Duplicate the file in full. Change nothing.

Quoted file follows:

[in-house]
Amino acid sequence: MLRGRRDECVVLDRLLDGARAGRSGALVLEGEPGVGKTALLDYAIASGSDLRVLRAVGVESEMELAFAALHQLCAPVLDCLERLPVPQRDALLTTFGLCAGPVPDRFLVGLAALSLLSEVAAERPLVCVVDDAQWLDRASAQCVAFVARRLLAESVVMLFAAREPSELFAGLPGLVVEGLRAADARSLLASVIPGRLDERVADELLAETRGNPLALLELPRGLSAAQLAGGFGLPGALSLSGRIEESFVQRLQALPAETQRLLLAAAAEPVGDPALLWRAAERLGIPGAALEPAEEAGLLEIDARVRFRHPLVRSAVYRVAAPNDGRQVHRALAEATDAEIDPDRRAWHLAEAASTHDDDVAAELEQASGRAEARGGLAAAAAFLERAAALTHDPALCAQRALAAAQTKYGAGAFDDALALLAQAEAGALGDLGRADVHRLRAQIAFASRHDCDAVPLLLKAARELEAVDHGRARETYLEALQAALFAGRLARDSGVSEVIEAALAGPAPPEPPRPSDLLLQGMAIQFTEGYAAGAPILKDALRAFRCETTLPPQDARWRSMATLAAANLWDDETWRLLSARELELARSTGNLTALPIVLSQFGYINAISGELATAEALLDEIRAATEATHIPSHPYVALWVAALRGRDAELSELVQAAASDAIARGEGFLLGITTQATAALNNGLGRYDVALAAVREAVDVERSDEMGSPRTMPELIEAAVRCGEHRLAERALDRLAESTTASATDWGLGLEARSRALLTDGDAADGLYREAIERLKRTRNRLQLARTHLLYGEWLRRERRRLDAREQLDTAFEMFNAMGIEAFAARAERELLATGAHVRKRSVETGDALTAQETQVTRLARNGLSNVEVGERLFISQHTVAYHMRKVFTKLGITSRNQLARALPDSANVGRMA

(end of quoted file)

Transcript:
[in-house]
Amino acid sequence: MLRGRRDECVVLDRLLDGARAGRSGALVLEGEPGVGKTALLDYAIASGSDLRVLRAVGVESEMELAFAALHQLCAPVLDCLERLPVPQRDALLTTFGLCAGPVPDRFLVGLAALSLLSEVAAERPLVCVVDDAQWLDRASAQCVAFVARRLLAESVVMLFAAREPSELFAGLPGLVVEGLRAADARSLLASVIPGRLDERVADELLAETRGNPLALLELPRGLSAAQLAGGFGLPGALSLSGRIEESFVQRLQALPAETQRLLLAAAAEPVGDPALLWRAAERLGIPGAALEPAEEAGLLEIDARVRFRHPLVRSAVYRVAAPNDGRQVHRALAEATDAEIDPDRRAWHLAEAASTHDDDVAAELEQASGRAEARGGLAAAAAFLERAAALTHDPALCAQRALAAAQTKYGAGAFDDALALLAQAEAGALGDLGRADVHRLRAQIAFASRHDCDAVPLLLKAARELEAVDHGRARETYLEALQAALFAGRLARDSGVSEVIEAALAGPAPPEPPRPSDLLLQGMAIQFTEGYAAGAPILKDALRAFRCETTLPPQDARWRSMATLAAANLWDDETWRLLSARELELARSTGNLTALPIVLSQFGYINAISGELATAEALLDEIRAATEATHIPSHPYVALWVAALRGRDAELSELVQAAASDAIARGEGFLLGITTQATAALNNGLGRYDVALAAVREAVDVERSDEMGSPRTMPELIEAAVRCGEHRLAERALDRLAESTTASATDWGLGLEARSRALLTDGDAADGLYREAIERLKRTRNRLQLARTHLLYGEWLRRERRRLDAREQLDTAFEMFNAMGIEAFAARAERELLATGAHVRKRSVETGDALTAQETQVTRLARNGLSNVEVGERLFISQHTVAYHMRKVFTKLGITSRNQLARALPDSANVGRMA